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Thread: Who is KCPL trying to protect?

  1. #16
    DIY Senior Member BrianJohn's Avatar
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    One does not need to cut the chessy seal to steal electricity. Utilities are stupid about this, there are many instances where QUALIFIED electricians need to pull meters to trouble shoot electrical issues and waiting for a utility employee is a waste of time.

  2. #17

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    If you do some searches on the new there is a tool you can use to get the wire to come out so you can reuse them. I have never tried this but I have seen the web site and seen it done.

    I know when they talk about steeling power there talking about a bit more than 8 amps on and off for a few hours.

  3. #18
    I&C Engineer (mostly WWTP) Lakee911's Avatar
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    Quote Originally Posted by Bob NH
    9. On day of changeover; at 7 AM, cut the old service drop on my side of connectors using a pair of Fiskar pruning loppers with fiberglass handles. This was the only hot work, and not at all hazardous.
    I don't think that isn't hazardous, Bob. I guess you just have more balls than I do.

    Jason

  4. #19
    In the Trades Bob NH's Avatar
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    Quote Originally Posted by Lakee911
    I don't think that isn't hazardous, Bob. I guess you just have more balls than I do. Jason
    Position during cut and insulated tool kept me well beyond the range of the hot conductor. Knowledge and planning eliminate risk.

  5. #20
    Licensed Electrical Contractor Speedy Petey's Avatar
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    Bob, I respect you, but IMO using a pruning tool to cut a live wire is neither knowledgeable nor well planned out.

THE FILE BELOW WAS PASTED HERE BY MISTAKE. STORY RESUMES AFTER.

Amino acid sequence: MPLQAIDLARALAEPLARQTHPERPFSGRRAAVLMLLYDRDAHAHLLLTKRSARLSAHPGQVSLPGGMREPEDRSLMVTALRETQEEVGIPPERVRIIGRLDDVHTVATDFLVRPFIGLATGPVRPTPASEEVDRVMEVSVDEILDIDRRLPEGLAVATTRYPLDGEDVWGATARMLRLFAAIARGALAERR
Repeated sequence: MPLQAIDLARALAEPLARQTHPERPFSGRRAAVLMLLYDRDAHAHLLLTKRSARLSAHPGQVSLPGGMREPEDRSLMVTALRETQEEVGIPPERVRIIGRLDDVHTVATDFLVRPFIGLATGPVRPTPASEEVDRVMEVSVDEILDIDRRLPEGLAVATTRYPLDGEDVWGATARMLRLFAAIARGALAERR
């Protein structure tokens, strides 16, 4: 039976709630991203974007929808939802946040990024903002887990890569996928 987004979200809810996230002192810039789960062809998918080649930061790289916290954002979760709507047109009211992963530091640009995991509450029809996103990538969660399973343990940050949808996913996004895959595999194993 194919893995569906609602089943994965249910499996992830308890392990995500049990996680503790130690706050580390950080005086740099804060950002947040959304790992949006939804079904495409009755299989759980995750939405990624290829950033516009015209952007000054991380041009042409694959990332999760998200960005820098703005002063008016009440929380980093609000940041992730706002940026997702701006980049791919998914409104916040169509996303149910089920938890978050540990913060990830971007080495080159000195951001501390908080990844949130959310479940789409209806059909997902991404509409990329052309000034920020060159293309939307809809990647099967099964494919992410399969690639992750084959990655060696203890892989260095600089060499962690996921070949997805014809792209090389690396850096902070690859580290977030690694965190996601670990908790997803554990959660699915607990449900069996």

I am a FIRM believer in the right tool for the job.

  6. #21
    DIY scratch-pad engineer leejosepho's Avatar
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    Quote Originally Posted by Speedy Petey
    IMO using a [pair of Fiskar pruning loppers with fiberglass handles] to cut a live wire is neither ... the right tool for the job.
    What is wrong about the tool that was used?

  7. #22
    Licensed Electrical Contractor Speedy Petey's Avatar
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    Quote Originally Posted by leejosepho
    What is wrong about the tool that was used?
    I truly hope this question was sarcastic.
    Please tell me you forgot to add the little after your post.

  8. #23
    DIY scratch-pad engineer leejosepho's Avatar
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    Quote Originally Posted by Speedy Petey
    I truly hope this question was sarcastic.
    No, I truly wonder what you believe was wrong about Bob using these:
    Attached Images Attached Images  

  9. #24
    Licensed Electrical Contractor Speedy Petey's Avatar
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    Wow! No comment.

  10. #25
    Rancher
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    Quote Originally Posted by hj
    The reason being that without the meter, creative types will connect to the hubs with alligator clips and "steal" the electricity, or install their own meter between readings to do the same thing.